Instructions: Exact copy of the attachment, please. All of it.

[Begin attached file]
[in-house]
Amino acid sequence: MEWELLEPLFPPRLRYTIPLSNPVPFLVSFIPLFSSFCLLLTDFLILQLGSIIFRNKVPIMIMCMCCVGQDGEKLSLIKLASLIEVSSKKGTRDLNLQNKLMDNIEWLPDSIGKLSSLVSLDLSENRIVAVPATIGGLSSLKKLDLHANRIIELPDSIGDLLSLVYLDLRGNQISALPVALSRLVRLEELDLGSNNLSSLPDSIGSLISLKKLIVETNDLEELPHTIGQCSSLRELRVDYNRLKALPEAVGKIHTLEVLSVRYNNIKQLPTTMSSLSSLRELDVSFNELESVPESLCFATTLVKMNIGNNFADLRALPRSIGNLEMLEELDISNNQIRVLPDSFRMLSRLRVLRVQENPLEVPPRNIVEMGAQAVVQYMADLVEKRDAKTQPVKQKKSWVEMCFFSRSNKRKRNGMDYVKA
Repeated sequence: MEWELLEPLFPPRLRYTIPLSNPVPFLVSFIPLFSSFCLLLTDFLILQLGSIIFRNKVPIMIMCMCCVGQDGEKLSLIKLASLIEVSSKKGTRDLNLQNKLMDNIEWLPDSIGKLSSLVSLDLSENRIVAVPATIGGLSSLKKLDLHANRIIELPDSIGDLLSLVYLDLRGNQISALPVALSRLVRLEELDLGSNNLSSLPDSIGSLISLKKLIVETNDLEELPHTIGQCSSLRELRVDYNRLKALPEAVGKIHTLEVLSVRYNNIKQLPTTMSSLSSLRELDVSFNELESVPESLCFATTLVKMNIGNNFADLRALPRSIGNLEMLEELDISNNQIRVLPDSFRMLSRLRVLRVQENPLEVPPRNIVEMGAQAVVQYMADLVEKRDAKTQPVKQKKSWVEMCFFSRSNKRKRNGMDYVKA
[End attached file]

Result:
[in-house]
Amino acid sequence: MEWELLEPLFPPRLRYTIPLSNPVPFLVSFIPLFSSFCLLLTDFLILQLGSIIFRNKVPIMIMCMCCVGQDGEKLSLIKLASLIEVSSKKGTRDLNLQNKLMDNIEWLPDSIGKLSSLVSLDLSENRIVAVPATIGGLSSLKKLDLHANRIIELPDSIGDLLSLVYLDLRGNQISALPVALSRLVRLEELDLGSNNLSSLPDSIGSLISLKKLIVETNDLEELPHTIGQCSSLRELRVDYNRLKALPEAVGKIHTLEVLSVRYNNIKQLPTTMSSLSSLRELDVSFNELESVPESLCFATTLVKMNIGNNFADLRALPRSIGNLEMLEELDISNNQIRVLPDSFRMLSRLRVLRVQENPLEVPPRNIVEMGAQAVVQYMADLVEKRDAKTQPVKQKKSWVEMCFFSRSNKRKRNGMDYVKA
Repeated sequence: MEWELLEPLFPPRLRYTIPLSNPVPFLVSFIPLFSSFCLLLTDFLILQLGSIIFRNKVPIMIMCMCCVGQDGEKLSLIKLASLIEVSSKKGTRDLNLQNKLMDNIEWLPDSIGKLSSLVSLDLSENRIVAVPATIGGLSSLKKLDLHANRIIELPDSIGDLLSLVYLDLRGNQISALPVALSRLVRLEELDLGSNNLSSLPDSIGSLISLKKLIVETNDLEELPHTIGQCSSLRELRVDYNRLKALPEAVGKIHTLEVLSVRYNNIKQLPTTMSSLSSLRELDVSFNELESVPESLCFATTLVKMNIGNNFADLRALPRSIGNLEMLEELDISNNQIRVLPDSFRMLSRLRVLRVQENPLEVPPRNIVEMGAQAVVQYMADLVEKRDAKTQPVKQKKSWVEMCFFSRSNKRKRNGMDYVKA